The PWSL data consists of a 10-m and 30-m seamless gridded digital map layer of the 48 contiguous United States derived from SSURGO spatial and tabular data sets downloaded from Soil Data Mart (SDM) in Dec. 2009. Soil Data Mart also has individual state-wide datasets that can fit into an Access® Template downloaded from the SDM. SSURGO data (and associated Hydric and Wetland related attributes) is not readily available nationwide as a single shapefile. Also, the SSURGO vector format is not always desirable for merging with other data layers. Sharon Waltman, Norman Bliss (USGS) and others have developed a gridded version in two pixel sizes of SSURGO spatial data for the entire United States. These data can be shared with numerous federal agencies. The intent of USDA-NRCS is to refresh the spatial data every two years and update the queries whenever table, field names or data relationships change. The queries can be linked to The Wetlands Mapping Consortium Scholar Site hosted at Virginia Tech and the Association of State Wetland Managers (ASWM) Wetland Mapping website, and ideally cross-linked to the USDA-NRCS Soils web site.

 

Discussion: The simplest query of raster soil survey data would be to find all contiguous clusters of map unit pixels that have “hydric” dominant component but do not intersect with an NWI polygon. The clusters should have some additional data that indicates the site formed under wetland hydrology conditions.NHD or SSURGO point or line feature to indicate water presence or former presence, or protection from flooding or ponding. Combinations of layers may identify soils that have hydric soils and hydrology (indicated by drainage class) but have been cleared of hydrophytic vegetation (based on current land use versus climax vegetation type), have shallow fill, are artificially drained or protected from flooding.  SSURGO map unit phases such as: high water table, poorly drained, slightly wet, and drained may be useful. Depressional and salt flats are water miscellaneous areas that may be helpful to identify.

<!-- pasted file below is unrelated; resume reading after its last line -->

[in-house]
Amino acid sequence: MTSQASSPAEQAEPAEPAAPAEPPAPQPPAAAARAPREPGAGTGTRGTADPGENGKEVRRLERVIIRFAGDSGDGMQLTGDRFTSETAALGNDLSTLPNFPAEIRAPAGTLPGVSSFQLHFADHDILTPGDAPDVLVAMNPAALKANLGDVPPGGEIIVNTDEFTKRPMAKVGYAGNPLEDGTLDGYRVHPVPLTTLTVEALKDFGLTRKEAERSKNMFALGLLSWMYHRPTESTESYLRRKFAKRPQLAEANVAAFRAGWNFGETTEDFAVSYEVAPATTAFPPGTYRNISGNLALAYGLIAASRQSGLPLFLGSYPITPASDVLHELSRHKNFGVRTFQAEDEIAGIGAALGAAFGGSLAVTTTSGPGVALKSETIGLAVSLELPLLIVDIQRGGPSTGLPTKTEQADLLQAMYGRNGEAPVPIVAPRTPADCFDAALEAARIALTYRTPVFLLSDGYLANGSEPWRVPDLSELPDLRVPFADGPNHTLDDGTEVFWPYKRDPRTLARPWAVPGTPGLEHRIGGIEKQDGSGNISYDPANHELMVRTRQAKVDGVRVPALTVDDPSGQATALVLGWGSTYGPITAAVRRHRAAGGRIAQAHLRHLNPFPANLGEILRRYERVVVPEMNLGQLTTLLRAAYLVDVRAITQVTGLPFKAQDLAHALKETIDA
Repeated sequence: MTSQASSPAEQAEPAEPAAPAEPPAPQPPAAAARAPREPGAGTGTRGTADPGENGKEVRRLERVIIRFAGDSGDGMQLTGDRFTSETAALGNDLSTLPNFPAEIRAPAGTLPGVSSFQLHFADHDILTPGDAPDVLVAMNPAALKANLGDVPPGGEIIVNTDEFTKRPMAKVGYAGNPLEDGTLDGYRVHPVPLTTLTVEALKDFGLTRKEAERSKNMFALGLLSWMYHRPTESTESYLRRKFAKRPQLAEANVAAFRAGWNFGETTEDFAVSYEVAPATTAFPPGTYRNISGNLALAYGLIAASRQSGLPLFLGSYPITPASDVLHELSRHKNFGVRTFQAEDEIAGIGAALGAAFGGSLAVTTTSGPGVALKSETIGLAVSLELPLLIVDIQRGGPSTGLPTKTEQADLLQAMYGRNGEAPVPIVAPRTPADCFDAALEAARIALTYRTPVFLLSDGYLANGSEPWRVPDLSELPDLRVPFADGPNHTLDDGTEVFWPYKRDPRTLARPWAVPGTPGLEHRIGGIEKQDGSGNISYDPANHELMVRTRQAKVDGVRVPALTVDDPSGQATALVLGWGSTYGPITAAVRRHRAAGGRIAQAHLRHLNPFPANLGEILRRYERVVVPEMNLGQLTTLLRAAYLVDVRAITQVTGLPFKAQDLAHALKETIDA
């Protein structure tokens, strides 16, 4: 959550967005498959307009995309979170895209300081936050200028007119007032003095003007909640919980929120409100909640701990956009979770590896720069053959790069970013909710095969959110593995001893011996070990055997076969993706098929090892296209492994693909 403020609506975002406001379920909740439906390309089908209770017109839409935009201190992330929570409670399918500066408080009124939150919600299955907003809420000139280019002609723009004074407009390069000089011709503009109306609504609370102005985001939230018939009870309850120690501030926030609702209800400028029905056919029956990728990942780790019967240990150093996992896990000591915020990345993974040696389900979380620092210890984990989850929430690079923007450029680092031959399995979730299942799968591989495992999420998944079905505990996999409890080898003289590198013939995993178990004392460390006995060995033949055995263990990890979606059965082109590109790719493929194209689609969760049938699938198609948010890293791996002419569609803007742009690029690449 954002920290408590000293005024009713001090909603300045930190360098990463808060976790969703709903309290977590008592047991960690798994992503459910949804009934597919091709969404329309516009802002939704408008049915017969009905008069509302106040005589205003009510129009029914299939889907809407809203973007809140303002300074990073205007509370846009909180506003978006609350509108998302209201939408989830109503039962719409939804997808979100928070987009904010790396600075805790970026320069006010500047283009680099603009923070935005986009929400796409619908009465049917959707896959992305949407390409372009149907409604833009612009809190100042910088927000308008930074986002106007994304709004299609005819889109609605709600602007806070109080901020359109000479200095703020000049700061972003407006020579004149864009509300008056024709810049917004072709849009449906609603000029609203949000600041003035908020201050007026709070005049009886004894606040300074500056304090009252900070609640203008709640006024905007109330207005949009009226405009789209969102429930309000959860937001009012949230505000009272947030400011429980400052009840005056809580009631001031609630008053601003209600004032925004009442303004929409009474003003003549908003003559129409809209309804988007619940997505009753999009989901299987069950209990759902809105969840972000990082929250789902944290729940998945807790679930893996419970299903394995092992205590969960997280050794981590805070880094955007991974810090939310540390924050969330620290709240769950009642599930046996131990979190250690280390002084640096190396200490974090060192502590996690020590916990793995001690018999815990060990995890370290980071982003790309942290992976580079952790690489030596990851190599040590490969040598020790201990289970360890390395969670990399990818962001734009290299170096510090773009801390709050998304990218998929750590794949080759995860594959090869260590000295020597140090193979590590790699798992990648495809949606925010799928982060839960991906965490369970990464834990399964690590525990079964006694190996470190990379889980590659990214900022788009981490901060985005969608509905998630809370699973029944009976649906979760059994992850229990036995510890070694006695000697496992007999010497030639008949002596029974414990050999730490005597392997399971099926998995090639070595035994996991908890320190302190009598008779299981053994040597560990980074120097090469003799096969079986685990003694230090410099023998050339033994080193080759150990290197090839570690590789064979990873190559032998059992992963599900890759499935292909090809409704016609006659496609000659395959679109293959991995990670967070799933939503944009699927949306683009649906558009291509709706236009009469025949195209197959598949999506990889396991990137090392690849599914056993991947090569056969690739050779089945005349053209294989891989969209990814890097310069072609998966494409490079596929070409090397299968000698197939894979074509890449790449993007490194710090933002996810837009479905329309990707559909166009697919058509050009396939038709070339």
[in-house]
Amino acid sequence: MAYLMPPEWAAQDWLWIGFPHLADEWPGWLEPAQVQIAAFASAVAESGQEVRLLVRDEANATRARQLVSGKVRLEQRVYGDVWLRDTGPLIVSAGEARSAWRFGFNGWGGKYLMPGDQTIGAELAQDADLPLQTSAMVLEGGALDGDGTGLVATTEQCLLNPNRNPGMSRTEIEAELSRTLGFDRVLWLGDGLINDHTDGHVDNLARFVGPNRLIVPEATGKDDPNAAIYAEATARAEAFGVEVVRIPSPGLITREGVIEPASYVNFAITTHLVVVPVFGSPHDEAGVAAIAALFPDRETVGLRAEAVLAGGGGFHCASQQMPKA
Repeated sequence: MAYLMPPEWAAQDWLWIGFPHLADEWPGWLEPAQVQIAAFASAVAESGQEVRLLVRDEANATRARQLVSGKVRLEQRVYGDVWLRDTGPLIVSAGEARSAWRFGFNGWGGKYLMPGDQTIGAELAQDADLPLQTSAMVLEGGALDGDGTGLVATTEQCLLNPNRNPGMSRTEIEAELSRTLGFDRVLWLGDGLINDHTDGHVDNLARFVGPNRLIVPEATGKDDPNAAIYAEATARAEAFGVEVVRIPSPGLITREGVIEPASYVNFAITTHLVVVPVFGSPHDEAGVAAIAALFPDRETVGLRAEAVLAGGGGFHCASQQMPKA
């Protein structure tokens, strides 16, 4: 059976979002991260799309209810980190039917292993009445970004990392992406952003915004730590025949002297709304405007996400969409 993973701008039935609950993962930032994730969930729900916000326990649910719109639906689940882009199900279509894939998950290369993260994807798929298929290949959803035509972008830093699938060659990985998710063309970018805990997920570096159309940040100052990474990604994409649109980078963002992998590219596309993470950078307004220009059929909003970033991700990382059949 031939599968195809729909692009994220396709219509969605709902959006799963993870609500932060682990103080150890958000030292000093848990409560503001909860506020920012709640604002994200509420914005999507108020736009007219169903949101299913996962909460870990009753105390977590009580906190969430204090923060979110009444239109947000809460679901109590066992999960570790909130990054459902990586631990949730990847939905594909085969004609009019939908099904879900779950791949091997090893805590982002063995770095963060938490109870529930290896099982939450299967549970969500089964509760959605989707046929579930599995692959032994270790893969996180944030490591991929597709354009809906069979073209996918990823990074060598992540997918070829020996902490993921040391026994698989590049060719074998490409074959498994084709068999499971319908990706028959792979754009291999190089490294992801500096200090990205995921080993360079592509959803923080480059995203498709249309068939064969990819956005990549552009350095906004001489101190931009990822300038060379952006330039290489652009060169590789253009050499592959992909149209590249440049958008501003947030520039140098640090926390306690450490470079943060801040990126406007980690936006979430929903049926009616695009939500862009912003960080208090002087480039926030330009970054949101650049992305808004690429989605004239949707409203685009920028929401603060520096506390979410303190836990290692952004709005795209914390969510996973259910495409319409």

If a pixel from a SSURGO soil map unit has 50% or more hydric soils, but is not underlying an NWI polygon, it may be a former wetland. This is especially likely if the land use is cropland or pastureland. These areas may have high potential as restorable wetlands. The area is less easily restored if the land use is now urban (assuming an accurate Land Use layer). Comparison of current topography with former topography or an on-site visit is needed. These areas may have moderate potential as restorable wetlands. Other areas would have low potential as restorable wetlands.